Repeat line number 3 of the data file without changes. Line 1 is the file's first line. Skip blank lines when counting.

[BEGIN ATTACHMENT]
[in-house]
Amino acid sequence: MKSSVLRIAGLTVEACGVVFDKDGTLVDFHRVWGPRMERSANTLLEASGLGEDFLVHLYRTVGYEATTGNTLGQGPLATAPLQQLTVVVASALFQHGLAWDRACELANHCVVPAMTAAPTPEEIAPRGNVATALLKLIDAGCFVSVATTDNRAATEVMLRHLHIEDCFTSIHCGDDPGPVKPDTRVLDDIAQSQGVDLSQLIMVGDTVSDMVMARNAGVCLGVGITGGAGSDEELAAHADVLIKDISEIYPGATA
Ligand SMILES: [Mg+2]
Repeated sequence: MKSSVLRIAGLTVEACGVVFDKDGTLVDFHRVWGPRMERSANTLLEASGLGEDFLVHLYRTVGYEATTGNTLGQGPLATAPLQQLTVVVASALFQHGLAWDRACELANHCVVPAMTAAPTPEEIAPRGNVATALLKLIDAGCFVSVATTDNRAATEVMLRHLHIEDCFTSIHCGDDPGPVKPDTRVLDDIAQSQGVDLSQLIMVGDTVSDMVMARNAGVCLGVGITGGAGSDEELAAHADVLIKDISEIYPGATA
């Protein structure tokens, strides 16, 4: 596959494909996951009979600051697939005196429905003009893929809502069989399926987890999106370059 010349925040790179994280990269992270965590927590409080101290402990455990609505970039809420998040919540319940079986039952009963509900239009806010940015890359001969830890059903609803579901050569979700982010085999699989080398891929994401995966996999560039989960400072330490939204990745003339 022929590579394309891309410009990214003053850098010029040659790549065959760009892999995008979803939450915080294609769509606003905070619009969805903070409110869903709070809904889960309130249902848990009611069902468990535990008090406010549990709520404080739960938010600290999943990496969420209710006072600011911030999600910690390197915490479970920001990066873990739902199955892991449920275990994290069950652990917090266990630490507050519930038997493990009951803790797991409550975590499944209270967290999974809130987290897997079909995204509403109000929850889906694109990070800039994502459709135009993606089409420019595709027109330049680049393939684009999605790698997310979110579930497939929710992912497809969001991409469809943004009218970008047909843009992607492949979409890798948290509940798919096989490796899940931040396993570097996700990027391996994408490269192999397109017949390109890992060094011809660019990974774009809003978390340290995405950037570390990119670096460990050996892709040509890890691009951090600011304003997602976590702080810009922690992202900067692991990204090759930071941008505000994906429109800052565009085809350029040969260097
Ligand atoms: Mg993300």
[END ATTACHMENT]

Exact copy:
Ligand SMILES: [Mg+2]